An ambassador and trained facilitator under Eco Femme (a social enterprise working towards menstrual health in south India), Sanjina is also an active member of the MHM Collective- India and Menstrual Health Alliance- India. She has conducted Menstrual Health sessions in multiple government schools adopted by Rotary District 3240 as part of their WinS project in rural Bengal. She has also delivered training of trainers on SRHR, gender, sexuality and Menstruation for Tomorrow’s Foundation, Vikramshila Education Resource Society, Nirdhan trust and Micro Finance, Tollygunj Women In Need, Paint It Red in Kolkata.

Now as an MH Fellow with YKA, she’s expanding her impressive scope of work further by launching a campaign to facilitate the process of ensuring better menstrual health and SRH services for women residing in correctional homes in West Bengal. The campaign will entail an independent study to take stalk of the present conditions of MHM in correctional homes across the state and use its findings to build public support and political will to take the necessary action.

Saurabh has been associated with YKA as a user and has consistently been writing on the issue MHM and its intersectionality with other issues in the society. Now as an MHM Fellow with YKA, he’s launched the Right to Period campaign, which aims to ensure proper execution of MHM guidelines in Delhi’s schools.

The long-term aim of the campaign is to develop an open culture where menstruation is not treated as a taboo. The campaign also seeks to hold the schools accountable for their responsibilities as an important component in the implementation of MHM policies by making adequate sanitation infrastructure and knowledge of MHM available in school premises.

Read more about his campaign.

Harshita is a psychologist and works to support people with mental health issues, particularly adolescents who are survivors of violence. Associated with the Azadi Foundation in UP, Harshita became an MHM Fellow with YKA, with the aim of promoting better menstrual health.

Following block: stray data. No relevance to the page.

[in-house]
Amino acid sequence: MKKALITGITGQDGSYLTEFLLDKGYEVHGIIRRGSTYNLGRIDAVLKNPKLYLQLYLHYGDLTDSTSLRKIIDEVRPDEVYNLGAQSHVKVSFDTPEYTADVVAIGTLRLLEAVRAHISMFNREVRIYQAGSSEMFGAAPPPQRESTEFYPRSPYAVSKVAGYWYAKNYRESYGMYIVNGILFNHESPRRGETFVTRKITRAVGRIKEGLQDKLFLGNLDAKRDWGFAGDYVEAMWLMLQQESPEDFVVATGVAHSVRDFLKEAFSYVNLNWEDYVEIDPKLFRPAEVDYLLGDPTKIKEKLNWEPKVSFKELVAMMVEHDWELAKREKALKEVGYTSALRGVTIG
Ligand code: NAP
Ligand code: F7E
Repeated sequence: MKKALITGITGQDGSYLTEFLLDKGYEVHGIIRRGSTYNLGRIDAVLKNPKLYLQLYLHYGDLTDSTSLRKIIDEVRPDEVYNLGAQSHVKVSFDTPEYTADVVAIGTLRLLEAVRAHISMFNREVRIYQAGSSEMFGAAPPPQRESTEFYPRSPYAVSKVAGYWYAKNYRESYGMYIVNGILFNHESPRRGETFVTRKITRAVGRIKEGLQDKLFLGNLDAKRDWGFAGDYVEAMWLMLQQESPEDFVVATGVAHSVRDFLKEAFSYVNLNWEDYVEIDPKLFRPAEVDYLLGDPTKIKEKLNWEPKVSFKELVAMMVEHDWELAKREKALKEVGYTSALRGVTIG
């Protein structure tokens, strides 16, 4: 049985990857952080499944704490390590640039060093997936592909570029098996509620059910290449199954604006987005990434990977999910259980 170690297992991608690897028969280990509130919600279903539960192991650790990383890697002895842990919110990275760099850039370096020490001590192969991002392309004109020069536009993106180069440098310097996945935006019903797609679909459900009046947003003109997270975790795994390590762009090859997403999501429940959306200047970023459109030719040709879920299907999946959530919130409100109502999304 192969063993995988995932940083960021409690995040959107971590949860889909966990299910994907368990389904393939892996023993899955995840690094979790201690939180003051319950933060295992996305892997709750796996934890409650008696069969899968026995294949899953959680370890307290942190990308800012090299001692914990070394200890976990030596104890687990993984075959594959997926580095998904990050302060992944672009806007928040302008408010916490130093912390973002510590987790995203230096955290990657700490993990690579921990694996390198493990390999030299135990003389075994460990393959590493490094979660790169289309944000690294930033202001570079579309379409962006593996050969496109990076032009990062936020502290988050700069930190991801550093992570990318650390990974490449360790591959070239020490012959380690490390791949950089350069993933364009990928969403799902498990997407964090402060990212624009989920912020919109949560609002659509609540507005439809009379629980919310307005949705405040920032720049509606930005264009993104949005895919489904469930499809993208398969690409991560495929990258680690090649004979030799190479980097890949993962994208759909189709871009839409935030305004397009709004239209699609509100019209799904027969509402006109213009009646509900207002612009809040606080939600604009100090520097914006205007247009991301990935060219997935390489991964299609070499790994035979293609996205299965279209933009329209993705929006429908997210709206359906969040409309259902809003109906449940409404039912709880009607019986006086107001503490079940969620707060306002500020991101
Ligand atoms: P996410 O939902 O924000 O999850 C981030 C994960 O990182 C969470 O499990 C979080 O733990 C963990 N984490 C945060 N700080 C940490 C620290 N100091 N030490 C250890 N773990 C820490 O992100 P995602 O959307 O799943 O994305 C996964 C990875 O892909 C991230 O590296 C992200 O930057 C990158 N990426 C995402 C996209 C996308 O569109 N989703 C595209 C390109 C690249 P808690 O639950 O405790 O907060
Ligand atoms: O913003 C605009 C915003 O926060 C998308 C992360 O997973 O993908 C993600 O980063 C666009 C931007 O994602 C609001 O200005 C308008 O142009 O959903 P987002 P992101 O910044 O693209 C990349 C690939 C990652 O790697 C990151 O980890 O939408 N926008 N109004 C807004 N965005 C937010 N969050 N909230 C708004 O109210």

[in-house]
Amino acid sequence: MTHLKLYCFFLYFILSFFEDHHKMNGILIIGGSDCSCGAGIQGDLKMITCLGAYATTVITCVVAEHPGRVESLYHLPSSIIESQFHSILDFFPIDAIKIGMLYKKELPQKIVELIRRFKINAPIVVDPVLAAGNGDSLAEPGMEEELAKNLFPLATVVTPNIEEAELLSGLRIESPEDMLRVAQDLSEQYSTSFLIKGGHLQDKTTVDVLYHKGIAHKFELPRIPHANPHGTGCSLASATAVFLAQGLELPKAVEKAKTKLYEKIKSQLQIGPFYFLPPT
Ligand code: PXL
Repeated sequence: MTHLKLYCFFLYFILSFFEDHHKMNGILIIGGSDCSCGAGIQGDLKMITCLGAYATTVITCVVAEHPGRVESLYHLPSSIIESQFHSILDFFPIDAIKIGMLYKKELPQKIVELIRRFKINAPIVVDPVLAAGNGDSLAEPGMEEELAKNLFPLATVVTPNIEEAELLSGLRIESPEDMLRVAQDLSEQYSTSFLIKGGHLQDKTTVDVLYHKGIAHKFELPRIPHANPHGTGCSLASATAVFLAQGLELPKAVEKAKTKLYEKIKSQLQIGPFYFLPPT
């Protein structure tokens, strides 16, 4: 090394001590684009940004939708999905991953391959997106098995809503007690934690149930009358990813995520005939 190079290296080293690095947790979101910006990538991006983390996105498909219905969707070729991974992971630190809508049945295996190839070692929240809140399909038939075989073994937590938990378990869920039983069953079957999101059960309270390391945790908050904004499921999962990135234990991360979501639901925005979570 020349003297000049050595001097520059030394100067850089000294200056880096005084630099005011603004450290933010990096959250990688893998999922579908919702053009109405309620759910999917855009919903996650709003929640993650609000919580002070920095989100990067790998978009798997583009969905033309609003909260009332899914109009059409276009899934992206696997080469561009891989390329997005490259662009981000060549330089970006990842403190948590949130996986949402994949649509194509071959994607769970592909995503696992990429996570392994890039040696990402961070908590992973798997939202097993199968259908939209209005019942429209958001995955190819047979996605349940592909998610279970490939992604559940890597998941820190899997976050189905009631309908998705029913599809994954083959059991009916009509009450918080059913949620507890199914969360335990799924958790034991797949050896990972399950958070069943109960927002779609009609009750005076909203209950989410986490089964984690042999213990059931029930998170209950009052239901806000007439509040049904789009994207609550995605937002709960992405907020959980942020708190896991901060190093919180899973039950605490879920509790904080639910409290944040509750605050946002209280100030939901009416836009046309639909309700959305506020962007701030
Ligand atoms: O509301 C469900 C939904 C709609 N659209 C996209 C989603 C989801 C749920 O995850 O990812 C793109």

Her campaign #MeriMarzi aims to promote menstrual health and wellness, hygiene and facilities for female sex workers in UP. She says, “Knowledge about natural body processes is a very basic human right. And for individuals whose occupation is providing sexual services, it becomes even more important.”

Meri Marzi aims to ensure sensitised, non-discriminatory health workers for the needs of female sex workers in the Suraksha Clinics under the UPSACS (Uttar Pradesh State AIDS Control Society) program by creating more dialogues and garnering public support for the cause of sex workers’ menstrual rights. The campaign will also ensure interventions with sex workers to clear misconceptions around overall hygiene management to ensure that results flow both ways.

Read more about her campaign.

MH Fellow Sabna comes with significant experience working with a range of development issues. A co-founder of Project Sakhi Saheli, which aims to combat period poverty and break menstrual taboos, Sabna has, in the past, worked on the issue of menstruation in urban slums of Delhi with women and adolescent girls. She and her team also released MenstraBook, with menstrastories and organised Menstra Tlk in the Delhi School of Social Work to create more conversations on menstruation.

With YKA MHM Fellow Vineet, Sabna launched Menstratalk, a campaign that aims to put an end to period poverty and smash menstrual taboos in society. As a start, the campaign aims to begin conversations on menstrual health with five hundred adolescents and youth in Delhi through offline platforms, and through this community mobilise support to create Period Friendly Institutions out of educational institutes in the city.

Read more about her campaign. 

A student from Delhi School of Social work, Vineet is a part of Project Sakhi Saheli, an initiative by the students of Delhi school of Social Work to create awareness on Menstrual Health and combat Period Poverty. Along with MHM Action Fellow Sabna, Vineet launched Menstratalk, a campaign that aims to put an end to period poverty and smash menstrual taboos in society.

As a start, the campaign aims to begin conversations on menstrual health with five hundred adolescents and youth in Delhi through offline platforms, and through this community mobilise support to create Period Friendly Institutions out of educational institutes in the city.

Find out more about the campaign here.

A native of Bhagalpur district – Bihar, Shalini Jha believes in equal rights for all genders and wants to work for a gender-equal and just society. In the past she’s had a year-long association as a community leader with Haiyya: Organise for Action’s Health Over Stigma campaign. She’s pursuing a Master’s in Literature with Ambedkar University, Delhi and as an MHM Fellow with YKA, recently launched ‘Project अल्हड़ (Alharh)’.